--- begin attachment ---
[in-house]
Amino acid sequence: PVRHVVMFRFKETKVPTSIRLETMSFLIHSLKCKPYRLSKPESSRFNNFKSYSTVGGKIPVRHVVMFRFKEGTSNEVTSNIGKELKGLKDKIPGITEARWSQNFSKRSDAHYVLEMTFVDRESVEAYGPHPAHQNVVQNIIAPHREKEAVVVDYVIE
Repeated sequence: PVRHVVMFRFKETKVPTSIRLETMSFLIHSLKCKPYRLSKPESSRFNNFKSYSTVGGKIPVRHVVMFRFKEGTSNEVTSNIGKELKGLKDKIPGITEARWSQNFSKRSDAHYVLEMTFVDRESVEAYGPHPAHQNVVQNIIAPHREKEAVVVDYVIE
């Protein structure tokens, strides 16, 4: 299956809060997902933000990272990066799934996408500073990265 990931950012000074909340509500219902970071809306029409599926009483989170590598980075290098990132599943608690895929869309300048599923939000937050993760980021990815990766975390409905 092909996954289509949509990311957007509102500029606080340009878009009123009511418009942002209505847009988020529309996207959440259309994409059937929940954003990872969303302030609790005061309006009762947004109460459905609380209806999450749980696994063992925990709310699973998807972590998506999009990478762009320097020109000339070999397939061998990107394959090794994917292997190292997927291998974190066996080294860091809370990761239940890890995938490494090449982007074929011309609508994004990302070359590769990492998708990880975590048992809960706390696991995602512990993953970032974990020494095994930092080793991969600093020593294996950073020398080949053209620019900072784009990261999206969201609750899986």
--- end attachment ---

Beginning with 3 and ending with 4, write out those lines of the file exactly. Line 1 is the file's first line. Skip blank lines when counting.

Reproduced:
Repeated sequence: PVRHVVMFRFKETKVPTSIRLETMSFLIHSLKCKPYRLSKPESSRFNNFKSYSTVGGKIPVRHVVMFRFKEGTSNEVTSNIGKELKGLKDKIPGITEARWSQNFSKRSDAHYVLEMTFVDRESVEAYGPHPAHQNVVQNIIAPHREKEAVVVDYVIE
């Protein structure tokens, strides 16, 4: 299956809060997902933000990272990066799934996408500073990265 990931950012000074909340509500219902970071809306029409599926009483989170590598980075290098990132599943608690895929869309300048599923939000937050993760980021990815990766975390409905 092909996954289509949509990311957007509102500029606080340009878009009123009511418009942002209505847009988020529309996207959440259309994409059937929940954003990872969303302030609790005061309006009762947004109460459905609380209806999450749980696994063992925990709310699973998807972590998506999009990478762009320097020109000339070999397939061998990107394959090794994917292997190292997927291998974190066996080294860091809370990761239940890890995938490494090449982007074929011309609508994004990302070359590769990492998708990880975590048992809960706390696991995602512990993953970032974990020494095994930092080793991969600093020593294996950073020398080949053209620019900072784009990261999206969201609750899986």